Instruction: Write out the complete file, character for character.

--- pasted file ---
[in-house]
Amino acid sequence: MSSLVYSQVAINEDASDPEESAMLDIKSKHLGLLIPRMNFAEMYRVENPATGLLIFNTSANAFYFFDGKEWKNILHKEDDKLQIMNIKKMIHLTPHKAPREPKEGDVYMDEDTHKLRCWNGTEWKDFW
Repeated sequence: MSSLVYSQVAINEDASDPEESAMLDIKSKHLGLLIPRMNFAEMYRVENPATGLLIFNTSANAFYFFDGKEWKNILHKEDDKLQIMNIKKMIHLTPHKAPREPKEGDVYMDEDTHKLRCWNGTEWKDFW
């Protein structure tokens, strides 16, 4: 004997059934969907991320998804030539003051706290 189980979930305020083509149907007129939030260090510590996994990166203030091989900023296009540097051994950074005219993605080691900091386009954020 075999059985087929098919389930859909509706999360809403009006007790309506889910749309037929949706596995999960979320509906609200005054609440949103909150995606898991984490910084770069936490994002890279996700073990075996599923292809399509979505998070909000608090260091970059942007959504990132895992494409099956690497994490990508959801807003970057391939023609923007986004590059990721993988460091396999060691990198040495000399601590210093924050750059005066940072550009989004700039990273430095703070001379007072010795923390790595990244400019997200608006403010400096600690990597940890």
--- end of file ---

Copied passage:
[in-house]
Amino acid sequence: MSSLVYSQVAINEDASDPEESAMLDIKSKHLGLLIPRMNFAEMYRVENPATGLLIFNTSANAFYFFDGKEWKNILHKEDDKLQIMNIKKMIHLTPHKAPREPKEGDVYMDEDTHKLRCWNGTEWKDFW
Repeated sequence: MSSLVYSQVAINEDASDPEESAMLDIKSKHLGLLIPRMNFAEMYRVENPATGLLIFNTSANAFYFFDGKEWKNILHKEDDKLQIMNIKKMIHLTPHKAPREPKEGDVYMDEDTHKLRCWNGTEWKDFW
């Protein structure tokens, strides 16, 4: 004997059934969907991320998804030539003051706290 189980979930305020083509149907007129939030260090510590996994990166203030091989900023296009540097051994950074005219993605080691900091386009954020 075999059985087929098919389930859909509706999360809403009006007790309506889910749309037929949706596995999960979320509906609200005054609440949103909150995606898991984490910084770069936490994002890279996700073990075996599923292809399509979505998070909000608090260091970059942007959504990132895992494409099956690497994490990508959801807003970057391939023609923007986004590059990721993988460091396999060691990198040495000399601590210093924050750059005066940072550009989004700039990273430095703070001379007072010795923390790595990244400019997200608006403010400096600690990597940890």